If you are building raised beds ... just dump them in layers and cover them with manure. They WILL decompose.

    Bookmark   August 10, 2014 at 9:21PM
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toxcrusadr

"If it sounds like fun & your significant other will stand for it, you can puree them in a blender."

This is either a recipe for the violent death of a loved one, or a simple case of a poorly placed pronoun. :-o :-D

    Bookmark   August 11, 2014 at 5:57PM
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nancyjane_gardener(Zone 8ish North of San Francisco in the "real" wine country)

I think I might defenestrate my mucilaginous mess in the fridge tomorrow! ;) Nancy

    Bookmark   August 11, 2014 at 9:05PM
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sylviatexas1

I missed that completely!

"If it sounds like fun & your significant other will stand for it, you can puree nitrogenous material in a blender."

I like the idea of a sugar cane stalk crusher, too.

    Bookmark   August 11, 2014 at 11:02PM
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Derffie

I'm having the same / similar problem. What I've been doing so far is to use a heavy transfer shovel. I sharpened the edge with a file but a grinder would probably work better. I pile up the greens on a piece of thick plywood and the chop away with the shovel. If you do a little at a time and let the weight of the shovel do half of the work, it's not too bad.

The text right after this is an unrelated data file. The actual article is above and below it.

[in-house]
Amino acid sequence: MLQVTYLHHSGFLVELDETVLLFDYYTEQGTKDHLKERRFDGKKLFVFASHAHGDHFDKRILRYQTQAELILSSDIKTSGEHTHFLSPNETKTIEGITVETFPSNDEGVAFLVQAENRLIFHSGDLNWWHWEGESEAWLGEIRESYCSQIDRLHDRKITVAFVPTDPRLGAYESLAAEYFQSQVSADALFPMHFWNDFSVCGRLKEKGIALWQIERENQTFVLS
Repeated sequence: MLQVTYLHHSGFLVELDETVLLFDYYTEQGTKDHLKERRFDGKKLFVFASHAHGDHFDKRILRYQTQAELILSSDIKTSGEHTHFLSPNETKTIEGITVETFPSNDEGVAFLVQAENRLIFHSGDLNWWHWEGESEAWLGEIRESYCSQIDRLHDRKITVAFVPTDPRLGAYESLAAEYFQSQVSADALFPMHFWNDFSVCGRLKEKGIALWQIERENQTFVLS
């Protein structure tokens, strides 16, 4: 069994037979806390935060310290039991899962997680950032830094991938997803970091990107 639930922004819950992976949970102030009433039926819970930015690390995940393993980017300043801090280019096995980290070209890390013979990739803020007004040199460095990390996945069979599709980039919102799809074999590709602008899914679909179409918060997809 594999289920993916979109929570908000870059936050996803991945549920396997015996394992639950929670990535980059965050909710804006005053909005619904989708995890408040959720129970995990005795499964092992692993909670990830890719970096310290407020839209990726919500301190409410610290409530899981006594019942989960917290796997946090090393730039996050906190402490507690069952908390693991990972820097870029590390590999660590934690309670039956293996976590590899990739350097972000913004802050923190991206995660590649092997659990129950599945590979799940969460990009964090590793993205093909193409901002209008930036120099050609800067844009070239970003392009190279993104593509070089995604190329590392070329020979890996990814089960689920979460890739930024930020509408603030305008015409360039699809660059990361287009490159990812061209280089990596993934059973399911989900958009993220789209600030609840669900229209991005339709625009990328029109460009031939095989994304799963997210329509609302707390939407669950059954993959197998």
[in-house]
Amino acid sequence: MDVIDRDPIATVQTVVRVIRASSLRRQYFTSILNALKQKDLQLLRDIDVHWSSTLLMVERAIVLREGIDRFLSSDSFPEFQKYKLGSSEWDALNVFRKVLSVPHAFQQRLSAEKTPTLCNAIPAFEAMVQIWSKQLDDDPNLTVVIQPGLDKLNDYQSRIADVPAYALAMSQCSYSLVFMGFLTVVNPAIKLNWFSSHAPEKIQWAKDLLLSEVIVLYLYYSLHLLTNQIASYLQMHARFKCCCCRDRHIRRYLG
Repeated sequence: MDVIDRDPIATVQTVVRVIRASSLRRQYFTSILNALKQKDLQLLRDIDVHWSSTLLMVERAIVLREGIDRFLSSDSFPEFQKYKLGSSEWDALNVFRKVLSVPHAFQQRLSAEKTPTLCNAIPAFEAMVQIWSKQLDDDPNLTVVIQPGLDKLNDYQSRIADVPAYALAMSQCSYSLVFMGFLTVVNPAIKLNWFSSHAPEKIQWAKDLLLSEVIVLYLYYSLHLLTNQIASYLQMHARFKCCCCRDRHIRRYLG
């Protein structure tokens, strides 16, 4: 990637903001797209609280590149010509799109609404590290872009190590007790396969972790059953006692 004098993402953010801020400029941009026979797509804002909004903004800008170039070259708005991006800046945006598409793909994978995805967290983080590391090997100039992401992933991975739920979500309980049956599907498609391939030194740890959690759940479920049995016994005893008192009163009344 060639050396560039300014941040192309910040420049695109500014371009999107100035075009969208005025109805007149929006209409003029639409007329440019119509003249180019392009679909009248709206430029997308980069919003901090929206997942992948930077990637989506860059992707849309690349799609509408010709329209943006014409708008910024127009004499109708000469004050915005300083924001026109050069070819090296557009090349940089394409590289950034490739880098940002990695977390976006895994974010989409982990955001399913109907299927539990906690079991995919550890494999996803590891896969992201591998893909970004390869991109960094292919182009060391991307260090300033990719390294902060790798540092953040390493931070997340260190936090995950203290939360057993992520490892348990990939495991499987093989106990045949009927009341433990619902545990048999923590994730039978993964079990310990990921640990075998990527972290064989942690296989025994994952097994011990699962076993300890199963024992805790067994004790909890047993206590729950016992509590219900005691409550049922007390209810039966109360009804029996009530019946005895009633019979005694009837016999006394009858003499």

Bookmark   August 17, 2014 at 7:48AM
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qbush(6, NE MA)

Derffie
Thanks! I tried this with a shovel, in the bed I am working on. The only problem is I am lousy at the "do a little at a time" part. Sore shoulder next day, but I am putting DTB to work on it. He loves destroying things!

    Bookmark   August 25, 2014 at 11:57AM
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drmbear

The shredders that will work on green materials, and even in-process compost pile contents, are many times more expensive than those that normal people can afford. The kinds that have interchangeable grates, or even removable grates, often say they can handle the wet stuff with the grate removed. I'm just not interested in paying $3000 to $5000 for a shredder. The one I got for $200, used, works fine for shredding leaves and trimmings from trees and shrubbs. Anything "green just goes in the pile as is, and later when sifting if there are sticks, twigs, or more solid stuff, I'll toss it over into my pile for shredding.

    Bookmark   August 26, 2014 at 10:06AM
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ofpete

I just got an electric Sun Joe leaf shredder, basically a tub with a weed whacker head stuck upside down, the cutters being paired strands of weed whacker monofilament. It chews up anything that is not woody, and even some of that if it is not too thick. It has an adjustable grate at one end for green leaves and the other for dry like pine needles of dry grass. If the material is really soggy (like Azolla fresh from the pond) the stuff gets thrown against the tub walls and acumulates. Have to shut down, pull tub off and clean, but no big deal. Also have to replace the mono periodically. But for just over $100 I think it can't be beat

    Bookmark   August 26, 2014 at 10:58AM
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ofpete

P S If you don't want to spend all that time typing out "mucilaginous" why not substitute "gluey"?

    Bookmark   August 26, 2014 at 4:58PM